Samick began by using the Wm. Knabe name on some of the pianos formerly sold as the World Piano premium line of Samick instruments. The 5' 8" and 6' 4" grand models have been redesigned, however, and the new models are based on the original 19th- and early 20th-century Knabe scale designs and cabinet styles in use when the company was based in Baltimore. Features include sand-cast plates, lacquer semigloss wood finishes, Renner actions and hammers, and rims of maple and oak. The company has added 7' 6" and 9' 2" models for the American market. The verticals include unique cabinet designs with bird's-eye maple and mahogany inlays, rosewood key inserts, and tone escapement.

For several years, SMC completed assembly of Wm. Knabe grands in its Tennessee facility, with strung backs made in Indonesia or Korea. Now, most Wm. Knabe pianos are made in their entirety in Indonesia, but are still uncrated in the U.S., where they are inspected, tuned, regulated, and voiced before being shipped to dealers.

For more information, see Samick.

Warranty: 10 years, parts and labor, to original purchaser; lifetime on "surface tension soundboard" where applicable.

KOHLER & CAMPBELL — See Samick.

MASON & HAMLIN

Mason & Hamlin Piano Company
4111 North Freeway Blvd.
Sacramento, California 95834
800-566-3472
916-567-9999
www.masonhamlin.com

Pianos made by: Mason & Hamlin Piano Co., Haverhill, Massachusetts and Sacramento, California

Mason & Hamlin was founded in 1854 by Henry Mason and Emmons Hamlin. Mason was a musician and businessman and Hamlin was an inventor working with reed organs. Within a few years, Mason & Hamlin was one of the largest makers of reed organs in the U.S. The company began making pianos in 1881 in Boston, and soon became, along with Chickering, among the most prestigious of the Boston piano makers. By 1910, Mason & Hamlin was considered Steinway's chief competitor. Over the next 85 years, Mason & Hamlin changed hands many times. (You can read the somewhat lengthy and interesting history in The Piano Book.) In 1996 the Burgett brothers, owners of PianoDisc, purchased Mason & Hamlin out of bankruptcy and set about reestablishing manufacturing at the factory in Haverhill, Massachusetts. At present, the company manufactures about 350 pianos per year at this factory.

Since acquiring the company, the Burgetts have brought back most of the piano models from the company's Boston era (1881–1932) that originally made the company famous. Some have been refinements of original designs, others have been completely new. First came the 5' 8" model A and 7' model BB, both of which had been manufactured by the previous owner and so needed less work to resurrect. Then, in fairly rapid succession, came the 6' 4" model AA, the 9' 4" model CC concert grand, and the 5' 4" model B. The development of the model AA was an especially interesting project: in the process, the engineering staff standardized certain features, refined manufacturing processes, and modernized jigs and machinery, improvements that afterward were applied to the company's other models. The 50" model 50 vertical piano has also been reintroduced and redesigned, with longer keys for a more grand-like touch, and improved pedal leverage. Internal parts for the verticals are made in Haverhill, then installed in an imported cabinet in the company's Sacramento factory, where it also installs PianoDisc systems.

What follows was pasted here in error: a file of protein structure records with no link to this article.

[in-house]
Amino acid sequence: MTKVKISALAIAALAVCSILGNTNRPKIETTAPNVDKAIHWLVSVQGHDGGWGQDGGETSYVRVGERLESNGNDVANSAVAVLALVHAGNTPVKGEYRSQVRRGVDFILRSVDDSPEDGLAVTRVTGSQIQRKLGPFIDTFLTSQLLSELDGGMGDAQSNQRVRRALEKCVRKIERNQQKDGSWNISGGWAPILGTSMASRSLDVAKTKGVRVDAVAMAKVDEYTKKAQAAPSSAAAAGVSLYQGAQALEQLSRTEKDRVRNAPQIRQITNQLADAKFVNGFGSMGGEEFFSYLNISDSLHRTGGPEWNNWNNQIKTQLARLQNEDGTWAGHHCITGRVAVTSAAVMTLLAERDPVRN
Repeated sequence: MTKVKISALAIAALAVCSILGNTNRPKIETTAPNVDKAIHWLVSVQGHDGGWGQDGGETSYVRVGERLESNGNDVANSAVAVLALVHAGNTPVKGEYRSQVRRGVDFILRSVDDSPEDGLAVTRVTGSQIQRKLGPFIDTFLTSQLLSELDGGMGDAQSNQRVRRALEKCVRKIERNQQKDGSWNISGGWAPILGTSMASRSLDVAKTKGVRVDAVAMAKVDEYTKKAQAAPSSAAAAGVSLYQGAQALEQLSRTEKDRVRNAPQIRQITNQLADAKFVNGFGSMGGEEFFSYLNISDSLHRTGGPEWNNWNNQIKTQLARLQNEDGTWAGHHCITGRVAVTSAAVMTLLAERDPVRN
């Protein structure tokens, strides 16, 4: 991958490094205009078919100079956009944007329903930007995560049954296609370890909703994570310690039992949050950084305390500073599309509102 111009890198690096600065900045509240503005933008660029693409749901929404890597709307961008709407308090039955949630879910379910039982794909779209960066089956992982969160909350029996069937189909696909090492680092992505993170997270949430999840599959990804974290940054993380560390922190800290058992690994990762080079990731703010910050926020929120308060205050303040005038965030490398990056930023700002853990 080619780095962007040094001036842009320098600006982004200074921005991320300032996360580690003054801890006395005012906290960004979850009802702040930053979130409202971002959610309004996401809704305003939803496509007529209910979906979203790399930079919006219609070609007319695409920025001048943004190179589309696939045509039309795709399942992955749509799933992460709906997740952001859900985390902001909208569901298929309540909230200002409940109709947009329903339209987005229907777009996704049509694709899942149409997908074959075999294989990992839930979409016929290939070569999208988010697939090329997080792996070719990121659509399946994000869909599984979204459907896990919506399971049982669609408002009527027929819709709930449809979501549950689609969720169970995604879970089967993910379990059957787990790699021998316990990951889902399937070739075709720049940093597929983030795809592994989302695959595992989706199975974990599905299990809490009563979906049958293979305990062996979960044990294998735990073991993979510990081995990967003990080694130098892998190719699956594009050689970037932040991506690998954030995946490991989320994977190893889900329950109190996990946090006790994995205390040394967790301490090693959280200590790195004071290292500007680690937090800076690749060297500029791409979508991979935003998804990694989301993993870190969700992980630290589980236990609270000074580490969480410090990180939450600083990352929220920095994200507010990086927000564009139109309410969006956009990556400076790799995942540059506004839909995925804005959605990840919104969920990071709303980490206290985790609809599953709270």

All Mason & Hamlin grands have certain features in common, including a wide-tail design; a full-perimeter plate; an extremely thick and heavy maple rim; a solid spruce soundboard; a five-ply, quartersawn maple pinblock; and the patented Tension Resonator crown retention system. The Tension Resonator (illustrated in The Piano Book), invented by Richard Gertz in 1900, consists of a series of turnbuckles that connect various parts of the inner rim. In theory, this web of turnbuckles, nicknamed "the spider," locks the rim in place so that it cannot expand with stress and age, thereby preserving the soundboard crown (curvature). (The soundboard is glued to the inner rim and would collapse if the rim expanded.) While there is no modern-day experimental evidence to confirm or deny this theory, many technicians nevertheless believe in its validity because, unlike most older pianos, the soundboards of old Mason & Hamlins almost always have plenty of crown.